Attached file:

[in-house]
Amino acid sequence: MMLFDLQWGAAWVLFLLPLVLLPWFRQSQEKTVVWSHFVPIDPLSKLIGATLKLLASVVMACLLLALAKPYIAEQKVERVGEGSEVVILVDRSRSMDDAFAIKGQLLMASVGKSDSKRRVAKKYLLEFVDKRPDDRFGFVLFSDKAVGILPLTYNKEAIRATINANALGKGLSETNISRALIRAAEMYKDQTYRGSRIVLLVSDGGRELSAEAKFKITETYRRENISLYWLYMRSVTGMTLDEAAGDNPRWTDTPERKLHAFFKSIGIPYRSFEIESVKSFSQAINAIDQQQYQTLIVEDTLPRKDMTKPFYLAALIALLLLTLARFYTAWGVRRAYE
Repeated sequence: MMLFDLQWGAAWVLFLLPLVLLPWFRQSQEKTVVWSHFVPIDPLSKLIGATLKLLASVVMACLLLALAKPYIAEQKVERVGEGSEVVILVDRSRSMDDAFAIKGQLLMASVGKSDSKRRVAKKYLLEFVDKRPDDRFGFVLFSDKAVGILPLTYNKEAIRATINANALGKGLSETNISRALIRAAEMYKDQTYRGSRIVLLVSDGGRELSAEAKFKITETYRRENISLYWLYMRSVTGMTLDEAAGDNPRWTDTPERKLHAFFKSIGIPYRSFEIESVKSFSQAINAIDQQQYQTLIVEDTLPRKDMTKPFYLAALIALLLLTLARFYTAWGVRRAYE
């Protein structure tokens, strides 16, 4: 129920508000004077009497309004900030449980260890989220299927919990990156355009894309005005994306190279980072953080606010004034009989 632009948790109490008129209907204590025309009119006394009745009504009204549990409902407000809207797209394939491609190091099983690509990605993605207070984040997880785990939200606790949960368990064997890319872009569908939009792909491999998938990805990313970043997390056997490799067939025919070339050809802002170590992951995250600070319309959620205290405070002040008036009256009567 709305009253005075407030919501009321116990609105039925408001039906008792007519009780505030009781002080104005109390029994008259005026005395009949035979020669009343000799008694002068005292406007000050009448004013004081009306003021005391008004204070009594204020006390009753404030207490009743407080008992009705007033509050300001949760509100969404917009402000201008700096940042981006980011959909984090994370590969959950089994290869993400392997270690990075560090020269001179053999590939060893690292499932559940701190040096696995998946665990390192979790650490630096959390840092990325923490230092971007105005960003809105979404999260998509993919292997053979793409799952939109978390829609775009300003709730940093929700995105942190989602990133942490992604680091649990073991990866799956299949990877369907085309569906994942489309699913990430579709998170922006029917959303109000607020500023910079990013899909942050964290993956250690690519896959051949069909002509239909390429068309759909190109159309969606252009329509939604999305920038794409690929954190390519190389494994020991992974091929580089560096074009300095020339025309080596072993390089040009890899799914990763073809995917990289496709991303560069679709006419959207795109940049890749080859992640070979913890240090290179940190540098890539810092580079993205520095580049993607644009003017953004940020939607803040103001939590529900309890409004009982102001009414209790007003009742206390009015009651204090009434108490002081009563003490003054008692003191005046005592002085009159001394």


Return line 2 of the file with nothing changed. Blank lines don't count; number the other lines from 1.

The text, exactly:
Amino acid sequence: MMLFDLQWGAAWVLFLLPLVLLPWFRQSQEKTVVWSHFVPIDPLSKLIGATLKLLASVVMACLLLALAKPYIAEQKVERVGEGSEVVILVDRSRSMDDAFAIKGQLLMASVGKSDSKRRVAKKYLLEFVDKRPDDRFGFVLFSDKAVGILPLTYNKEAIRATINANALGKGLSETNISRALIRAAEMYKDQTYRGSRIVLLVSDGGRELSAEAKFKITETYRRENISLYWLYMRSVTGMTLDEAAGDNPRWTDTPERKLHAFFKSIGIPYRSFEIESVKSFSQAINAIDQQQYQTLIVEDTLPRKDMTKPFYLAALIALLLLTLARFYTAWGVRRAYE